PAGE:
Thursday, July 18, 2013

Sensory Writing Prompt for Thursday Quick Write


Kristina Paustian
Posted July 18, 2013 at 7:04 am | Permalink
The water laps rhythmically against the aged wooden pier. The waves echo as they gently push against the boat launch.
The breeze is warm and humid as it brushes the water. It is a slight relief from the surrounding muggy air but it brings along a fishy odor.
Across the lake there are tree-covered hills, lush and emerald green with a light mist hovering over the hills in the distance. There is an old white farmhouse and barn tucked into the hills, with farmland running right up to the river’s edge where it intermingles with the lake waters.
Around the curve of the land past the old white farmhouse is the Wisconsin River with glistening white sandbars and rugged bluffs that swallows nest in.
There is only one boat on the entire lake at this moment, its motor muffled by the distance between us. A fish leaping for its insect breakfast it splashes as it re-enters the water. The only other sound is bird song and the waves rippling to the shore.
  • Posted July 18, 2013 at 8:09 am | Permalink
    For me this is such a peaceful scene. I can picture myself there seeing and hearing the same things.
  • Posted July 18, 2013 at 8:48 am | Permalink
    Nice description of a beautiful setting. You have taken me there.
  • Posted July 18, 2013 at 10:50 am | Permalink
    I love the verbs that you’re using here: “laps”, “echo”,”tucked”,”Leaping” –so vivid; they bring this to life. Great job!

Wednesday, July 17, 2013

The Essence of What We Once Were

 “All grown-ups were once children... but only few of them remember it.”  Antoine de Saint-ExupĂ©ry, author of "The Little Prince"   
     As we mature and life changes us, I think we can begin to forget who we were as children and morph into adults we never planned on being.  I try to remind myself of things that I loved as a child and return to the simple joys of reading, writing, sketching, playing the piano, baking treats, and yes, even weeding the garden to retain the person I once was.  It is good to be reminded of childhood, especially when working with children, not to expect more of them that we were ourselves, and to encourage the joys we experienced growing up.
     I have noticed recently how some people I grew up with and really enjoyed turned into completely different people as adults, one can hardly recognize who they were in their youth.  How and when do we become the people we never thought we would be?  I'm thinking that it is a gradual insidious process that no one could really place their finger on to say "There, that is when you became someone else."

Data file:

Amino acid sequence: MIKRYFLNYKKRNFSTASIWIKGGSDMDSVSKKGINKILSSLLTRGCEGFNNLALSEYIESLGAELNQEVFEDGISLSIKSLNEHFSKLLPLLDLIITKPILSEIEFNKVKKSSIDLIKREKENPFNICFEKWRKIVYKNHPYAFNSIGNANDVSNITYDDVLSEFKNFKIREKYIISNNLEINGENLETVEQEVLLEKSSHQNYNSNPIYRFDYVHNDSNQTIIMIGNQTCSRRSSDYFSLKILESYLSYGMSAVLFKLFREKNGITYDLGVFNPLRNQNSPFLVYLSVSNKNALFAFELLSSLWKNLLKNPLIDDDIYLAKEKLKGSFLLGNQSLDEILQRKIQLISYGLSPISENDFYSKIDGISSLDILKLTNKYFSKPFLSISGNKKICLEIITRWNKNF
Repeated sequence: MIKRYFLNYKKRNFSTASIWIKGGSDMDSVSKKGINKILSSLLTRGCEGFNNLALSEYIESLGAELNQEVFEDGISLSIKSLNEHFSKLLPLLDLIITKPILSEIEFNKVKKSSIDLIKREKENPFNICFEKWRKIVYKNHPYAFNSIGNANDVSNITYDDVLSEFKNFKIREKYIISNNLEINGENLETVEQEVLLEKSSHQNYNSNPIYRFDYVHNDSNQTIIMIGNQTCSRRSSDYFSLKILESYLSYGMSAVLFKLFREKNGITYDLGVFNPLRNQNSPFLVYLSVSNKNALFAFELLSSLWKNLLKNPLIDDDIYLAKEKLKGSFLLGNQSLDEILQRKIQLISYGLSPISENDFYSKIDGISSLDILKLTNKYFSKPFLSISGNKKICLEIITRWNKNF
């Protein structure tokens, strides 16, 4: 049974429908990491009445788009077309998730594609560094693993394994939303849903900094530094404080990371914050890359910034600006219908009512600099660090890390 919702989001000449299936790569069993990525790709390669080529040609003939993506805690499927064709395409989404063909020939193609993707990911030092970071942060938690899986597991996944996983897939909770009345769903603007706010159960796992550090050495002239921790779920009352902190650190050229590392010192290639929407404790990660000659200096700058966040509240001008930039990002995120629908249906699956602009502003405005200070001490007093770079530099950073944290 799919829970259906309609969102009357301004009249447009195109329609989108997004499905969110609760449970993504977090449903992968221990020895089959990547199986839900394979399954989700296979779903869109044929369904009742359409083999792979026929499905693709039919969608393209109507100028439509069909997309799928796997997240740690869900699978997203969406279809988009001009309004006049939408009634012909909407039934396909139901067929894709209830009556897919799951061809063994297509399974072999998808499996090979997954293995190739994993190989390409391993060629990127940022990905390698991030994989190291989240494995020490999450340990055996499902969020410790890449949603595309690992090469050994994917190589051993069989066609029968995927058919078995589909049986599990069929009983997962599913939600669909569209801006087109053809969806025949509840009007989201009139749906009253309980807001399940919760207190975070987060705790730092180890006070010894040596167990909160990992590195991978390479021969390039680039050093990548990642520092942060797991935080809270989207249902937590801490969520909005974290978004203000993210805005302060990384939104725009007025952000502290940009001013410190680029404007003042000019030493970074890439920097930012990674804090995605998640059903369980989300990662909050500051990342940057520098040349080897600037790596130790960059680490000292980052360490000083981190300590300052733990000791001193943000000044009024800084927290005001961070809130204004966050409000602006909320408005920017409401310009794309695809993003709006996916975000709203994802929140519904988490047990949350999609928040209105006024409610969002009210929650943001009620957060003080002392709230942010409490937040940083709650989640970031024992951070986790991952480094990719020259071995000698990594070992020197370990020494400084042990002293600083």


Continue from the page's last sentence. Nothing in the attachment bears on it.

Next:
How can we see ourselves as others see us?  If I look at myself in many ways I am still  as insecure and sensitive I have always been, but I have grown more confident through experiences as a teacher.
   We are at best complicated and complex people of many layers.  I have seen my own children grow and mature and change for the better.  I hope they never change completely and always retain the essence of what they once were.

Research:
     We measured the personalities, values, and preferences of more than 19,000 people who ranged in age from 18 to 68 and asked them to report how much they had changed in the past decade and/or to predict how much they would change in the next decade. Young people, middle-aged people, and older people all believed they had changed a lot in the past but would change relatively little in the future. People, it seems, regard the present as a watershed moment at which they have finally become the person they will be for the rest of their lives. This “end of history illusion” had practical consequences, leading people to overpay for future opportunities to indulge their current preferences.

http://www.goodtherapy.org/therapy-for-control-issues.html

Tuesday, July 16, 2013

Pewit's Nest for Teachers Write


Kristina Paustian
Posted July 16, 2013 at 7:02 am | Permalink
I wrote this last week as we hiked in this place and I was focusing on all the colors, but got some acoustics in…
Pewit’s Nest is a deep gorge of layered rock that appears seemingly out of nowhere between two farmer’s fields of corn. It is shaded and cool with plants of every shade of green imaginable: verdant vines clinging to the trees, moss growing on the sides of damp rocks, the pine green of the evergreen trees swaying in the breeze above, the jaded shade of the maple leaf, the olive green of the oak leaves, lime green of the succulent plants clinging to the shore. It is hard to pick out the sound of the waterfall from the sound of the breeze lightly rustling the branches above our head. A pine tree so aged that the bark resembles that of a cottonwood tree stretches towards the sky. The edge of the gorge is cool with the forest shading the rocks with dappled light. The scent of pine is strong as we crunch the pine needles underfoot. The buzzing of insects is the only sound disturbing the peace of this beautiful place.
  • Ericka
    Posted July 16, 2013 at 8:17 am | Permalink
    Kristina, I felt like I was on that hike with you – lovely!
  • Posted July 16, 2013 at 11:48 am | Permalink
    This sounds like the perfect place for a hike! Nicely done!
  • Posted July 16, 2013 at 4:01 pm | Permalink
    I want to be there! You’ve described it as such a peaceful place. Great sensory details. I love all the references to “green.”
  • DebKrygeris
    Posted July 16, 2013 at 6:17 pm | Permalink
    Wow, great descriptive writing! I visualized and heard your scene so clearly!